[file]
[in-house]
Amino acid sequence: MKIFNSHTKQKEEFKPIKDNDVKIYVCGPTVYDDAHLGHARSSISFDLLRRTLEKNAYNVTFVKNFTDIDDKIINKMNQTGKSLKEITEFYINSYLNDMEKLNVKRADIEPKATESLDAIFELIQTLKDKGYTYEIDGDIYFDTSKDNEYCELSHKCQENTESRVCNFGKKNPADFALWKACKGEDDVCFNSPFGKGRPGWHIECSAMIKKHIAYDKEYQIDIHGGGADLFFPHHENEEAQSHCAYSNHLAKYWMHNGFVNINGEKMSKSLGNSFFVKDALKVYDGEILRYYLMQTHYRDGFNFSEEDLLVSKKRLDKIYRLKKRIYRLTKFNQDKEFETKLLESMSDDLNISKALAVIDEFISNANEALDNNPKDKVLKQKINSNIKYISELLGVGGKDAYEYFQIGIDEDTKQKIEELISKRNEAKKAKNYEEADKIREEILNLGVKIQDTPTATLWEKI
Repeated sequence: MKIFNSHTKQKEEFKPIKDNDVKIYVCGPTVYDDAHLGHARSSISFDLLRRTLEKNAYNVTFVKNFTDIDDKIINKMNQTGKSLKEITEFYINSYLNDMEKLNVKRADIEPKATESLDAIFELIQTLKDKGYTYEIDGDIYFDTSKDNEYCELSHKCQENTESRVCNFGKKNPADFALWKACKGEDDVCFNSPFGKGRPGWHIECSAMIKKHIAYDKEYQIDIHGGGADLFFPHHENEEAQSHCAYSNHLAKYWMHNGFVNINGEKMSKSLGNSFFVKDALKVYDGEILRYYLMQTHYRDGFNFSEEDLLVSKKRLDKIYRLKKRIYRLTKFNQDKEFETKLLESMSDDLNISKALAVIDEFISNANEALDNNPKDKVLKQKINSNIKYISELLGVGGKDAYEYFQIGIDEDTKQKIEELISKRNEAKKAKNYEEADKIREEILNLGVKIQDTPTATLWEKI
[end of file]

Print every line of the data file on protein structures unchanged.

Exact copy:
[in-house]
Amino acid sequence: MKIFNSHTKQKEEFKPIKDNDVKIYVCGPTVYDDAHLGHARSSISFDLLRRTLEKNAYNVTFVKNFTDIDDKIINKMNQTGKSLKEITEFYINSYLNDMEKLNVKRADIEPKATESLDAIFELIQTLKDKGYTYEIDGDIYFDTSKDNEYCELSHKCQENTESRVCNFGKKNPADFALWKACKGEDDVCFNSPFGKGRPGWHIECSAMIKKHIAYDKEYQIDIHGGGADLFFPHHENEEAQSHCAYSNHLAKYWMHNGFVNINGEKMSKSLGNSFFVKDALKVYDGEILRYYLMQTHYRDGFNFSEEDLLVSKKRLDKIYRLKKRIYRLTKFNQDKEFETKLLESMSDDLNISKALAVIDEFISNANEALDNNPKDKVLKQKINSNIKYISELLGVGGKDAYEYFQIGIDEDTKQKIEELISKRNEAKKAKNYEEADKIREEILNLGVKIQDTPTATLWEKI
Repeated sequence: MKIFNSHTKQKEEFKPIKDNDVKIYVCGPTVYDDAHLGHARSSISFDLLRRTLEKNAYNVTFVKNFTDIDDKIINKMNQTGKSLKEITEFYINSYLNDMEKLNVKRADIEPKATESLDAIFELIQTLKDKGYTYEIDGDIYFDTSKDNEYCELSHKCQENTESRVCNFGKKNPADFALWKACKGEDDVCFNSPFGKGRPGWHIECSAMIKKHIAYDKEYQIDIHGGGADLFFPHHENEEAQSHCAYSNHLAKYWMHNGFVNINGEKMSKSLGNSFFVKDALKVYDGEILRYYLMQTHYRDGFNFSEEDLLVSKKRLDKIYRLKKRIYRLTKFNQDKEFETKLLESMSDDLNISKALAVIDEFISNANEALDNNPKDKVLKQKINSNIKYISELLGVGGKDAYEYFQIGIDEDTKQKIEELISKRNEAKKAKNYEEADKIREEILNLGVKIQDTPTATLWEKI